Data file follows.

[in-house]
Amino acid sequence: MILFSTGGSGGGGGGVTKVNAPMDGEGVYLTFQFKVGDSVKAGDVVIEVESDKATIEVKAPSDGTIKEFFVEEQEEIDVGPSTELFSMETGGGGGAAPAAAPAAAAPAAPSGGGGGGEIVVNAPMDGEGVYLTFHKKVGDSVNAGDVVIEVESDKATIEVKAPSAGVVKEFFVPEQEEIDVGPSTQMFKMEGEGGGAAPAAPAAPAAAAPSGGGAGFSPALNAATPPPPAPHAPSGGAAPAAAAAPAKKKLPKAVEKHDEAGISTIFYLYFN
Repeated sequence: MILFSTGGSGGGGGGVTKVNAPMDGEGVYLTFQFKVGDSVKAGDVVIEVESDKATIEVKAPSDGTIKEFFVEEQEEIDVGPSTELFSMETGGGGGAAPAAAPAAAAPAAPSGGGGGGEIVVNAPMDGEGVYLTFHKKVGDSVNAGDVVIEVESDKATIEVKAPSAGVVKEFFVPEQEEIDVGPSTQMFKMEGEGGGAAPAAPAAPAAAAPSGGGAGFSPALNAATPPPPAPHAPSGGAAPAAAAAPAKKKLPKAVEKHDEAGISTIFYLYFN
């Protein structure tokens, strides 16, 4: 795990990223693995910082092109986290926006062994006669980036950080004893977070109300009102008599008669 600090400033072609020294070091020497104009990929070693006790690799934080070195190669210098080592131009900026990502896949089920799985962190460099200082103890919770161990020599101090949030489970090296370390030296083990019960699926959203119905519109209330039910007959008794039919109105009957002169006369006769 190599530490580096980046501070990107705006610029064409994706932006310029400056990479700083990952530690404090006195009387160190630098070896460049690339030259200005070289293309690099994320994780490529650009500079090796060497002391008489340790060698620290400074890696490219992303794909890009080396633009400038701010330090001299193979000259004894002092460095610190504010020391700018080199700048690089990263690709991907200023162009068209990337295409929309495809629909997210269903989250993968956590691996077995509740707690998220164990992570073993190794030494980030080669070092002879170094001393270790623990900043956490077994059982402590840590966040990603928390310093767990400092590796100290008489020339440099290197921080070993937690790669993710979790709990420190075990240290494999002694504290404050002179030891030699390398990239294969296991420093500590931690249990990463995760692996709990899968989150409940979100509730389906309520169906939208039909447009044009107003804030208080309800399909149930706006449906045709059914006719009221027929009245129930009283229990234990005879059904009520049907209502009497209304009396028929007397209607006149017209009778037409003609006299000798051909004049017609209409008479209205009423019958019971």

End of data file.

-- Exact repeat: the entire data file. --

[in-house]
Amino acid sequence: MILFSTGGSGGGGGGVTKVNAPMDGEGVYLTFQFKVGDSVKAGDVVIEVESDKATIEVKAPSDGTIKEFFVEEQEEIDVGPSTELFSMETGGGGGAAPAAAPAAAAPAAPSGGGGGGEIVVNAPMDGEGVYLTFHKKVGDSVNAGDVVIEVESDKATIEVKAPSAGVVKEFFVPEQEEIDVGPSTQMFKMEGEGGGAAPAAPAAPAAAAPSGGGAGFSPALNAATPPPPAPHAPSGGAAPAAAAAPAKKKLPKAVEKHDEAGISTIFYLYFN
Repeated sequence: MILFSTGGSGGGGGGVTKVNAPMDGEGVYLTFQFKVGDSVKAGDVVIEVESDKATIEVKAPSDGTIKEFFVEEQEEIDVGPSTELFSMETGGGGGAAPAAAPAAAAPAAPSGGGGGGEIVVNAPMDGEGVYLTFHKKVGDSVNAGDVVIEVESDKATIEVKAPSAGVVKEFFVPEQEEIDVGPSTQMFKMEGEGGGAAPAAPAAPAAAAPSGGGAGFSPALNAATPPPPAPHAPSGGAAPAAAAAPAKKKLPKAVEKHDEAGISTIFYLYFN
């Protein structure tokens, strides 16, 4: 795990990223693995910082092109986290926006062994006669980036950080004893977070109300009102008599008669 600090400033072609020294070091020497104009990929070693006790690799934080070195190669210098080592131009900026990502896949089920799985962190460099200082103890919770161990020599101090949030489970090296370390030296083990019960699926959203119905519109209330039910007959008794039919109105009957002169006369006769 190599530490580096980046501070990107705006610029064409994706932006310029400056990479700083990952530690404090006195009387160190630098070896460049690339030259200005070289293309690099994320994780490529650009500079090796060497002391008489340790060698620290400074890696490219992303794909890009080396633009400038701010330090001299193979000259004894002092460095610190504010020391700018080199700048690089990263690709991907200023162009068209990337295409929309495809629909997210269903989250993968956590691996077995509740707690998220164990992570073993190794030494980030080669070092002879170094001393270790623990900043956490077994059982402590840590966040990603928390310093767990400092590796100290008489020339440099290197921080070993937690790669993710979790709990420190075990240290494999002694504290404050002179030891030699390398990239294969296991420093500590931690249990990463995760692996709990899968989150409940979100509730389906309520169906939208039909447009044009107003804030208080309800399909149930706006449906045709059914006719009221027929009245129930009283229990234990005879059904009520049907209502009497209304009396028929007397209607006149017209009778037409003609006299000798051909004049017609209409008479209205009423019958019971």